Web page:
Art exhibit brings fresh views on immigration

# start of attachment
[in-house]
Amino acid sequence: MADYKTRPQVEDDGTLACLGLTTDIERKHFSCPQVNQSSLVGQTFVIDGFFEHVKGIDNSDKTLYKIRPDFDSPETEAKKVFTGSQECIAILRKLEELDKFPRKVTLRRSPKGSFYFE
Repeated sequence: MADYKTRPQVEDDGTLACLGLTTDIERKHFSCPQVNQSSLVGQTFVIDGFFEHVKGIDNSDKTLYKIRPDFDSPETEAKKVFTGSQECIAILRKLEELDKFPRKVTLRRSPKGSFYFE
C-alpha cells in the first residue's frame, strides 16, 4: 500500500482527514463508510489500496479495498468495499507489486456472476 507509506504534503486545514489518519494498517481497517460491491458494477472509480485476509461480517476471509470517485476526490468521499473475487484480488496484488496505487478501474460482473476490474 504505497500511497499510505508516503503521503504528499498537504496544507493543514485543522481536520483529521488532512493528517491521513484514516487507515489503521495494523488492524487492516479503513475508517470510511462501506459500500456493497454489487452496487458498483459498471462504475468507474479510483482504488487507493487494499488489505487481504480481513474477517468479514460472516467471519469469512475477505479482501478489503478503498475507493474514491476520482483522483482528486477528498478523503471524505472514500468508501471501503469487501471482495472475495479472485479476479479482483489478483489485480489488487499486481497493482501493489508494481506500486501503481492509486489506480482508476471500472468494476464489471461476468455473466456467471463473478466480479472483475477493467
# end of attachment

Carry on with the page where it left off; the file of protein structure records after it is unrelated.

<p>Captain America is being attacked by a giant Quetzal snake whose skin is striped in the colors of the Mexican flag.</p><separator></separator><p>It's a startling image on canvas, and quickly draws a crowd on the second floor of University Center at ASU's Downtown Phoenix campus.</p><separator></separator><p>Several people try to figure out if the look in Captain America's eyes is one of fear or anger. Others discuss what they feel the symbolism implies about issues of migration, immigration and their effect on community.</p><separator></separator><p>Artist Luis Gutierrez knows his answer, but he'd prefer viewers to share their thoughts instead. Like many of the Phoenix artists whose works are on display in a new exhibit, &quot;Migration: Immigration, Giving Honor to Cultures and Communities,&quot; he's using art to encourage open-minded dialogue about an important and divisive current issue.</p><separator></separator><p>That's one of the main goals of the free exhibit, which runs through May 16 on the second floor of University Center, 411 N. Central Ave. More than 60 new works are on display, with about 100 more arriving from the ASU West Campus and South Mountain High School in Phoenix in time for an Urban Gallery Exhibition on April 3. This event will feature live music, dancers and interactive art during First Friday.</p><separator></separator><p>&quot;This showing of art is a material example of social embeddedness,&quot; says Judy Butzine, co-founder of the Cultural Arts Coalition, which partners with ASU. &quot;The arts are making the material link between the people of the community, the university and the students it's teaching. What we hope is that through the artists' interpretation of this subject, people are able to get another point of view that falls into the gray area - that isn't black or white.&quot;</p><separator></separator><p>The exhibit includes portraits from Emily Matyas, who traveled to Ciudad Obregón, Mexico, to depict families deeply affected by immigration policy.</p><separator></separator><p>Viewers can also see the results of a media project by youth at Neighborhood Ministries, a holistic outreach serving distressed families in urban Phoenix. They took photos and interviewed residents to share different perspectives on life in their community.</p><separator></separator><p>&quot;This is trying to be an authentic voice from the community, speaking to the reality of the context that this campus finds itself in,&quot; says Ian Danley, Neighborhood Ministries high school program coordinator.</p><separator></separator><p>The exhibit was inspired by the ASU Morrison Institute for Public Policy's recent report, &quot;Immigration: From Global to Local Kids,&quot; which examines immigration as a global, national, local, and family phenomenon.</p><separator></separator><p>&quot;The goal is to create dialogue. Unless you talk, you can't understand the cultural differences and likenesses,&quot; says Phoenix artist and community activist Martin Moreno. &quot;We are the family of humanity, after all.&quot;</p><separator></separator><p>The new installation is part of the ongoing For Our Eyes exhibition, which features artwork throughout the building from ASU's community partners. Viewing hours are 8 a.m. to 5 p.m. Monday through Friday.</p><separator></separator><p>The exhibit will also be featured among the highlights of a daylong community event, &quot;Action, Advocacy and Arts,&quot; focusing on the power of activism on Friday, April 3, at the downtown campus.</p><separator></separator><p>For information about the exhibit, contact ASU community liaison Malissa Geer at <a href=""></a&gt;. To read the Morrison Institute report, visit: <a href="">…;. For &quot;Action, Advocacy and Arts&quot; details, visit: <a href=""></a… see more photos of the exhibit, visit: <a href="…;